When stepping out of line creates a straighter line….
You’re no doubt tempted to file this one away under UTTER NONSENSE along with “What is the sound of one hand clapping?” and other impossible Zen koans, or just roll your eyes because you’re well acquainted with my deep love of word-play and lateral thinking problems, wishing I’d get to the point faster, which actually is kinda my point here.
We all know the value of connecting two things with a straight line, especially when time is of the essence. Imagine a sailor returning from his extended tour abroad, victorious in his theater of war but agonizingly separated from his bride for months on end. He suddenly spots her from across the wharf, his heart leaps from his chest, his greatest dreams materialized yet again, and he…moseys in a zig-zag pattern, for no good reason mixing in turns and u-turns, warmly offering greetings and well-wishes to friends and strangers alike, too often getting mired in pointless conversation and diversion only to eventually arrive in the arms of his great love? Probably not. That dude’s route was the very definition of a straight line. Every additional second would be an eternity, and so there weren’t additional seconds. He steamrolled everyone and everything in his way. Such is the power of the heart’s longing. Sigh.
(Okay, so that’s not a wharf and that’s probably not the first time they’ve seen each other in a while, so you can only imagine what the other kiss would have looked like.)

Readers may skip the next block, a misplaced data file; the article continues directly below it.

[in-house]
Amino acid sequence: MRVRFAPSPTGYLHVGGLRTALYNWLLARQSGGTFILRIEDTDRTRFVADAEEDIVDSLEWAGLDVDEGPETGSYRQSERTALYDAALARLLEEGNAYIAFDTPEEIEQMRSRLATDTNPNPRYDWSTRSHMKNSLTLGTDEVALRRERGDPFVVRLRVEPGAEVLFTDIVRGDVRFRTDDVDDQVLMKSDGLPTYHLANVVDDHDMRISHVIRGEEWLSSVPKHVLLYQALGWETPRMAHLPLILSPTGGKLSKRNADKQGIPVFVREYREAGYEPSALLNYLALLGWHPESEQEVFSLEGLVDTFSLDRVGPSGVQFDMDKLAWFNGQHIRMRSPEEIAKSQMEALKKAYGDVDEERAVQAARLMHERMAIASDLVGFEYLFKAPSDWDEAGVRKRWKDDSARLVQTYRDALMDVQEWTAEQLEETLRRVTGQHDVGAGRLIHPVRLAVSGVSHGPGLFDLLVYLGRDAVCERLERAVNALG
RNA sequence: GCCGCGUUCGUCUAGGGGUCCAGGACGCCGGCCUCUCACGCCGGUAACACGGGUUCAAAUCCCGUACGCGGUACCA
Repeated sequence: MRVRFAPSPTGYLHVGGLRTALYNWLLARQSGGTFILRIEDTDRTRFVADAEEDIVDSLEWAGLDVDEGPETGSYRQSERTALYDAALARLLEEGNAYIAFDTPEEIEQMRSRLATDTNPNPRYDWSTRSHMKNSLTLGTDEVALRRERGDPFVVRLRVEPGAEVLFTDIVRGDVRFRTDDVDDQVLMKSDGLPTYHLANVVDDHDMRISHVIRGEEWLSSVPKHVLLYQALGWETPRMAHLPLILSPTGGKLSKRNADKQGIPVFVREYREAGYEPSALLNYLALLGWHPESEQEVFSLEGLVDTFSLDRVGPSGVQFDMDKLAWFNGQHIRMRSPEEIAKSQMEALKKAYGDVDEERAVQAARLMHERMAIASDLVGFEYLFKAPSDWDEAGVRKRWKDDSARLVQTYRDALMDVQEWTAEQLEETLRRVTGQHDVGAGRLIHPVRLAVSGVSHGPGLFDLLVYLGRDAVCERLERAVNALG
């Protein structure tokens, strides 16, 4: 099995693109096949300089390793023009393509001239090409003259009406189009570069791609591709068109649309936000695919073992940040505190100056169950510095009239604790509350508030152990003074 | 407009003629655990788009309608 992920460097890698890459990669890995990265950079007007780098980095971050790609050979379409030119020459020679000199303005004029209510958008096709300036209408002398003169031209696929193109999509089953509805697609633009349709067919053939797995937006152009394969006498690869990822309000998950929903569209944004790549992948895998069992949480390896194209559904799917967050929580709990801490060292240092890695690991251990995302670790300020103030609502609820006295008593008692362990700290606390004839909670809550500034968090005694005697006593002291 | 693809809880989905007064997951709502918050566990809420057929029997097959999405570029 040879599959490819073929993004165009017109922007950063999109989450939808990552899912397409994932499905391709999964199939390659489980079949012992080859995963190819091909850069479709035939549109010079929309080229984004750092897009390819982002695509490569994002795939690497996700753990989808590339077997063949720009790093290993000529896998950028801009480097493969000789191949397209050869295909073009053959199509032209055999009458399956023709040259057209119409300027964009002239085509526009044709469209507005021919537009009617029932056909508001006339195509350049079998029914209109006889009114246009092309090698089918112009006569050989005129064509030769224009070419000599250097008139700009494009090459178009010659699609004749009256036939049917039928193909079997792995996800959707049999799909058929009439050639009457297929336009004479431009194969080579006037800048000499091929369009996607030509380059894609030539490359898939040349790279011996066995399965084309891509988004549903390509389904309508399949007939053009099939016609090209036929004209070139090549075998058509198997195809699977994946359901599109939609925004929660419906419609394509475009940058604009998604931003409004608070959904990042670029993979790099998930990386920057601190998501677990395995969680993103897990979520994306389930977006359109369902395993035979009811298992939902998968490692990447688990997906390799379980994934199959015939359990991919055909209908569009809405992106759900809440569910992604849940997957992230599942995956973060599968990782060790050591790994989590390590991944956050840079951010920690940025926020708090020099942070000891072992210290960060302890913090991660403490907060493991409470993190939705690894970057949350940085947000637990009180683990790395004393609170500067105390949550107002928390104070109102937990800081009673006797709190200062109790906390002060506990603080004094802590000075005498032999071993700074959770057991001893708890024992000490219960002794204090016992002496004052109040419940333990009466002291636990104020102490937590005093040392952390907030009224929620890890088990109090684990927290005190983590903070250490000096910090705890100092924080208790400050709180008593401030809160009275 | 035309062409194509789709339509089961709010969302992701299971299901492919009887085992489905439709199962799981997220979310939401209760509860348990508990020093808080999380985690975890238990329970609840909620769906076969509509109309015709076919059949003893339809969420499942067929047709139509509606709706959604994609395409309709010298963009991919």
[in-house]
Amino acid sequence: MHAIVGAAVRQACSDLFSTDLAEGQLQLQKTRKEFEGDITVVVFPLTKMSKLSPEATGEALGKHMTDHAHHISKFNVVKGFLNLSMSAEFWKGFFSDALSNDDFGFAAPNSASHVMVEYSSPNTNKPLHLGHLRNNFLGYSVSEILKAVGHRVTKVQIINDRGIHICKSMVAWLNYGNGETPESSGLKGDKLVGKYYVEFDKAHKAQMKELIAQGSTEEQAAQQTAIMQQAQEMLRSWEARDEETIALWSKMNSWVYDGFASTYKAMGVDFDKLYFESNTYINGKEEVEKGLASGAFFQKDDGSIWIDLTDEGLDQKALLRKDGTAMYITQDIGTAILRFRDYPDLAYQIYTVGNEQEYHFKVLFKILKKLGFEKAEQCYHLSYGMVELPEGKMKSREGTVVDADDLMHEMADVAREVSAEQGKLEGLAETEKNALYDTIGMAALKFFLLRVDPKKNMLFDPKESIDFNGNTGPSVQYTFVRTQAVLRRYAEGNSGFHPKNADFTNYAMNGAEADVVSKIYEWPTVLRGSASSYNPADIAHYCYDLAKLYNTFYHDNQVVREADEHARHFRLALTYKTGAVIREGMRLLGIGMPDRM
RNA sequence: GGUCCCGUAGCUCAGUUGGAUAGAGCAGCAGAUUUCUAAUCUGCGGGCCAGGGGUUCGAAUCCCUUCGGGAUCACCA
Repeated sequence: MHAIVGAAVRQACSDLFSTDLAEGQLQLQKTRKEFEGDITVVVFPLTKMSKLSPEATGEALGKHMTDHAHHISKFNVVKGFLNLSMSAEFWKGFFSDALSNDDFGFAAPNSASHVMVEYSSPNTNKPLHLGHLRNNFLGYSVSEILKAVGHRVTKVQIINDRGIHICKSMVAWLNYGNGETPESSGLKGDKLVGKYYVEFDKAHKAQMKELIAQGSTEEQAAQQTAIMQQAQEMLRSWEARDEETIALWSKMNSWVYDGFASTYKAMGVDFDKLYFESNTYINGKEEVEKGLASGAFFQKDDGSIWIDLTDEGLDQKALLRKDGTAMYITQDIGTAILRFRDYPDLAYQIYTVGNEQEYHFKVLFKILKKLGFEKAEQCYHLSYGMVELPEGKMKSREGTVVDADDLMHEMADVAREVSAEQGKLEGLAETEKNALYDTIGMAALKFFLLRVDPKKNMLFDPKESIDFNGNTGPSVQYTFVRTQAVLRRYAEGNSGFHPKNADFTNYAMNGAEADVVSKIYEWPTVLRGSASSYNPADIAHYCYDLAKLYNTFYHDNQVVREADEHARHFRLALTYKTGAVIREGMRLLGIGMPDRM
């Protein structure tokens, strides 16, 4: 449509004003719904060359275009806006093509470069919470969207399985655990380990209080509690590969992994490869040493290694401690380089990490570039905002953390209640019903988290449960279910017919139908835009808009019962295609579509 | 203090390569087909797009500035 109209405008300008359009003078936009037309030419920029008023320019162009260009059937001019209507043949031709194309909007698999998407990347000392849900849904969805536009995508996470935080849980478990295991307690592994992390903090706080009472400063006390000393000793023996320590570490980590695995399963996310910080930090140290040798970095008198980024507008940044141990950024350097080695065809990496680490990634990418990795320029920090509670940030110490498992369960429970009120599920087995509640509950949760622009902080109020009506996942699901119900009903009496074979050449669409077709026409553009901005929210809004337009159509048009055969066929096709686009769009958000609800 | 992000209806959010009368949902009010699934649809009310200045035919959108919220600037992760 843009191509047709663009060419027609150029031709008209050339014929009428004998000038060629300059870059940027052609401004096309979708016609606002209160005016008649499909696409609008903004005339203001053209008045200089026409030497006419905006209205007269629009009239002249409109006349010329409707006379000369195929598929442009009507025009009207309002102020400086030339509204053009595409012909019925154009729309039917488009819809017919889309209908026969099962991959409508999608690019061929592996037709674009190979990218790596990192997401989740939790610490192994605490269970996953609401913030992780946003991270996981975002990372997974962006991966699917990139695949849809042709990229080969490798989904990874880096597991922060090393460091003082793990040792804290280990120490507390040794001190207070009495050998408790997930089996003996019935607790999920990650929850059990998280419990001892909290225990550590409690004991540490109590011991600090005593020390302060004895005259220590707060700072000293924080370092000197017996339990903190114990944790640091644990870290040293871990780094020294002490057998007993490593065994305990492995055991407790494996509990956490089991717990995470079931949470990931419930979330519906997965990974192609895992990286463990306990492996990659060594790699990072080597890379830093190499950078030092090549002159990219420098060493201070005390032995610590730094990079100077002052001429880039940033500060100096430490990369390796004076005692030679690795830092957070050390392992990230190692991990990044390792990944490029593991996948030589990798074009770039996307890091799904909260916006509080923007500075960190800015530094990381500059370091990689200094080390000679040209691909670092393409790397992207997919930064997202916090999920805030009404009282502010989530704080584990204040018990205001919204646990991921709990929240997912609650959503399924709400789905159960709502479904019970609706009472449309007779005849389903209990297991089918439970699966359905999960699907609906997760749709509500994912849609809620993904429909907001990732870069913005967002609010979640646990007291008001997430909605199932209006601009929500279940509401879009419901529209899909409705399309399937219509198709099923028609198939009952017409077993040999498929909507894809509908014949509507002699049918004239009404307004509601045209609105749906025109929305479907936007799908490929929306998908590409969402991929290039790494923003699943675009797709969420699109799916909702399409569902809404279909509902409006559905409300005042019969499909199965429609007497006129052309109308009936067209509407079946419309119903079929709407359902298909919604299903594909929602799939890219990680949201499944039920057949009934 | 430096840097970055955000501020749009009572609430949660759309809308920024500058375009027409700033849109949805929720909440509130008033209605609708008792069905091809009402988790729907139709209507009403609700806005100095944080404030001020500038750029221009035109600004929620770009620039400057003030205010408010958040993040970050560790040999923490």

When a batter whacks a hit to the outfield and one or more infielders head out to relay the ball to a base, “a straight line is shortest distance between two points” jumps to the fore of everyone’s thinking. It’s not exactly esoteric thinking. In fact, it’s so natural to think like this you probably don’t even register you’re thinking like this. It certainly jumps to the fore of your doing, too.
Let’s start with the standard formation for one of many cut scenarios. Here’s an outfielder with a ball, a shortstop in line for the relay home, and the catcher stationed at home for catch and tag; imagine a lead runner past second preparing to round third and attempt to score.
Looks pretty good. Note that I’ve drawn a straight line that connects all three involved defensive players. I bet you could show this to a thousand players and a hundred coaches and make a lot of friends.
But there’s a wrinkle.
Your outfielder probably doesn’t throw in a straight line.